Education in American Cinema
A new teacher enters the classroom for the first time. Paper airplanes fly through the air. A student disses the new teacher's style or some other insufferably square aspect of his or her appearance. Jeers follow as students try to rattle the new educator on the quad. . . . But then the teacher earns students' trust and serves as a tough advocate for their education, eventually inspiring everyone to be their best.
This formula is ubiquitous in American film. In Stand and Deliver, a film from 1988, new mathematics teacher Jaime Escalante comes to Garfield High in East Los Angeles to teach mostly underprivileged and disengaged students. By the end of the term, the teacher has students doing calculus. Lean on Me, from 1989, focuses on a New Jersey high school where learning takes a backseat to drug abuse and gang violence. That is, until principal Joe Clark comes along and inspires students to work hard so they can pass state exams. And 1995's Dangerous Minds follows Carlmont High School teaching newbie LouAnne Johnson as she inspires a classroom of underprivileged minority students in East Palo Alto to excel.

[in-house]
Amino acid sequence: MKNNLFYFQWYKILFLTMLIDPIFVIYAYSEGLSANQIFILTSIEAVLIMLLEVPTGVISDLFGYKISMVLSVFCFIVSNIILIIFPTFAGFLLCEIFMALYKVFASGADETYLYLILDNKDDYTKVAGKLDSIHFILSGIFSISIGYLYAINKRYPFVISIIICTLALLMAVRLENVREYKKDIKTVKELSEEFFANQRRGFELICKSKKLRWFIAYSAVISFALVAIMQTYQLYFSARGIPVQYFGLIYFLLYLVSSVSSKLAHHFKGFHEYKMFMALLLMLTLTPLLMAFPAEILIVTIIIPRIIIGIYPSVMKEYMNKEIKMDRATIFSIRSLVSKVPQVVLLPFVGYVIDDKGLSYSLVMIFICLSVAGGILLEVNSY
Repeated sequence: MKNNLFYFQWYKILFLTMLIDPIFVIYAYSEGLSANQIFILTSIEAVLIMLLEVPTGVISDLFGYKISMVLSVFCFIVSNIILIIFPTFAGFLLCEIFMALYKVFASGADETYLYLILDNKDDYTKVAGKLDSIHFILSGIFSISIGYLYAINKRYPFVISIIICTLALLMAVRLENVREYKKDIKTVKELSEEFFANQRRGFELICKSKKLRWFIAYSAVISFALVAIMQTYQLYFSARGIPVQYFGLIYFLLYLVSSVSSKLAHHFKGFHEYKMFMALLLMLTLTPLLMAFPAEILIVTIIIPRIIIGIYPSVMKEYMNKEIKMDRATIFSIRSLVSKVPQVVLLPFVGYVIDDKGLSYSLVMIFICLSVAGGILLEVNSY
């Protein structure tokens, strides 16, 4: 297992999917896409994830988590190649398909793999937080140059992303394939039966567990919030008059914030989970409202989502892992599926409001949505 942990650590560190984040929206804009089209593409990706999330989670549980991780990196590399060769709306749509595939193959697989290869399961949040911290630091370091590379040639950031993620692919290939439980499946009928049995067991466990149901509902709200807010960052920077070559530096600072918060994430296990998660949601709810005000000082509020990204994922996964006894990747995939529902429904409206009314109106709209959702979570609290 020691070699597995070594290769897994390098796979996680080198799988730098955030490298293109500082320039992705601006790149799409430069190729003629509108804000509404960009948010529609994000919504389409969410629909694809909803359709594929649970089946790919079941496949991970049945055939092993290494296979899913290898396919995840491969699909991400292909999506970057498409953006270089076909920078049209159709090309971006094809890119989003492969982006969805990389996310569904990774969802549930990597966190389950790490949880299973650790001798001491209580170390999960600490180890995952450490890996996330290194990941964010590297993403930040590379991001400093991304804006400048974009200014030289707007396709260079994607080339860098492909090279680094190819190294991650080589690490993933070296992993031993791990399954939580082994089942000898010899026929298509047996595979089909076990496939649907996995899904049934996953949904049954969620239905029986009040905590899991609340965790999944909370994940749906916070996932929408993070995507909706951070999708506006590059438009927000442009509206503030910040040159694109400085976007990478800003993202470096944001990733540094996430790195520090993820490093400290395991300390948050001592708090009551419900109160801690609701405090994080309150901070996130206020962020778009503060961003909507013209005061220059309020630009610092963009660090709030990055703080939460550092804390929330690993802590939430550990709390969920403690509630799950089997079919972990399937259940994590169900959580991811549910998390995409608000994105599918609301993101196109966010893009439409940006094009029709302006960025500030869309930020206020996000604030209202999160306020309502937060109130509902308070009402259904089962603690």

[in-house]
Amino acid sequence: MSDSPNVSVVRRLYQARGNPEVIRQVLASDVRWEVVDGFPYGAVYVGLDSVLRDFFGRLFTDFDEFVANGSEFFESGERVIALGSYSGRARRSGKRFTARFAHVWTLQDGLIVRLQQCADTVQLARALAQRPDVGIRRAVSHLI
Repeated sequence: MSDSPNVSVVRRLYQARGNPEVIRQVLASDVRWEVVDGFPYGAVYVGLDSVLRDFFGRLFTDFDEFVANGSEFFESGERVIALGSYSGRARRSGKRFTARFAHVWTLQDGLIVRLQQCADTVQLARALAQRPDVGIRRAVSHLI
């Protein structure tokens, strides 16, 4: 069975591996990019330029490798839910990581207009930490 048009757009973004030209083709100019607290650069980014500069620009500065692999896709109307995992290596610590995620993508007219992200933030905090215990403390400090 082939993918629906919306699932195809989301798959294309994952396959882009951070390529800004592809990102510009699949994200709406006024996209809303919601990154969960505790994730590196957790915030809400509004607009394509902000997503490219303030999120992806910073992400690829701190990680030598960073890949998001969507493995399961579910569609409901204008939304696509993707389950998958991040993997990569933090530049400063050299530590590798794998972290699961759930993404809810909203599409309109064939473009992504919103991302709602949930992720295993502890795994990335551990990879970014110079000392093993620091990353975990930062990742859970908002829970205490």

Complete with soaring music and passionate speeches about the importance of learning, films about education are typically uplifting. But is Hollywood's rendition of education in America true to life? According to the recently released Waiting for Superman, directed by Davis Guggenheim, not by a long shot. Instead, the documentary suggests American public schools are full of systemic problems and checked-out teachers who are failing students at every turn.
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A Different Kind of Film
Waiting for Superman follows the lives of several public school students in Washington, D.C., Los Angeles, New York and other American cities. The film reveals an American education system where students who succeed do so in spite of failures by the school system and staff. Rather than a rah-rah affair for educators, the movie incisively illuminates shortcomings of the current system of education in this country.
The portrait, though, is not entirely one-sided. Rather, Waiting for Superman also highlights teachers doing good work to improve this state of affairs. Geoffrey Canada is an educator who oversees an innovative project in Harlem dedicated to getting neighborhood children into college. Michelle Rhee is chancellor of the Washington, D.C. public school system who isn't shy about stirring up controversy while improving teacher performance. And there are there educators shown making a difference throughout the country.
Common among the successful educators profiled in the film are passion and innovation. They demonstrate that effectively teaching America's children requires more than stirring speeches found in the movies, but systemic change in our schools and communities that put both educators and students in the best position for success.